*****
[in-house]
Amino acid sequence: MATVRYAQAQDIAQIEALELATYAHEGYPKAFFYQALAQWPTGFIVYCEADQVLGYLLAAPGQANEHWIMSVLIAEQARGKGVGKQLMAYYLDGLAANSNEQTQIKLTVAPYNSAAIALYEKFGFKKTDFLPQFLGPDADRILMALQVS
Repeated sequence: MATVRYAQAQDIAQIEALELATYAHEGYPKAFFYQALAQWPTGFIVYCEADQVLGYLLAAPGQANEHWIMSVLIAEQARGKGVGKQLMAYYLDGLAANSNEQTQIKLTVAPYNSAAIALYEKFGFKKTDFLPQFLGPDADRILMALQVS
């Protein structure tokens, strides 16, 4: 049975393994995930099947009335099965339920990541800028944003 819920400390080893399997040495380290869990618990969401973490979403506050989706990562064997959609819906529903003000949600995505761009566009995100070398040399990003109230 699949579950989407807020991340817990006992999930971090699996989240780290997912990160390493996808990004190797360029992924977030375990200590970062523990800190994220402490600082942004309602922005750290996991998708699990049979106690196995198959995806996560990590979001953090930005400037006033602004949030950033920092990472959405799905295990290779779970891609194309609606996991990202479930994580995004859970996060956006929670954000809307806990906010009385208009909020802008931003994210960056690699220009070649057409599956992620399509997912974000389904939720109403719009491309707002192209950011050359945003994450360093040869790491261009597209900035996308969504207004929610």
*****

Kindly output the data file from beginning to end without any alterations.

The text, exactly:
[in-house]
Amino acid sequence: MATVRYAQAQDIAQIEALELATYAHEGYPKAFFYQALAQWPTGFIVYCEADQVLGYLLAAPGQANEHWIMSVLIAEQARGKGVGKQLMAYYLDGLAANSNEQTQIKLTVAPYNSAAIALYEKFGFKKTDFLPQFLGPDADRILMALQVS
Repeated sequence: MATVRYAQAQDIAQIEALELATYAHEGYPKAFFYQALAQWPTGFIVYCEADQVLGYLLAAPGQANEHWIMSVLIAEQARGKGVGKQLMAYYLDGLAANSNEQTQIKLTVAPYNSAAIALYEKFGFKKTDFLPQFLGPDADRILMALQVS
């Protein structure tokens, strides 16, 4: 049975393994995930099947009335099965339920990541800028944003 819920400390080893399997040495380290869990618990969401973490979403506050989706990562064997959609819906529903003000949600995505761009566009995100070398040399990003109230 699949579950989407807020991340817990006992999930971090699996989240780290997912990160390493996808990004190797360029992924977030375990200590970062523990800190994220402490600082942004309602922005750290996991998708699990049979106690196995198959995806996560990590979001953090930005400037006033602004949030950033920092990472959405799905295990290779779970891609194309609606996991990202479930994580995004859970996060956006929670954000809307806990906010009385208009909020802008931003994210960056690699220009070649057409599956992620399509997912974000389904939720109403719009491309707002192209950011050359945003994450360093040869790491261009597209900035996308969504207004929610």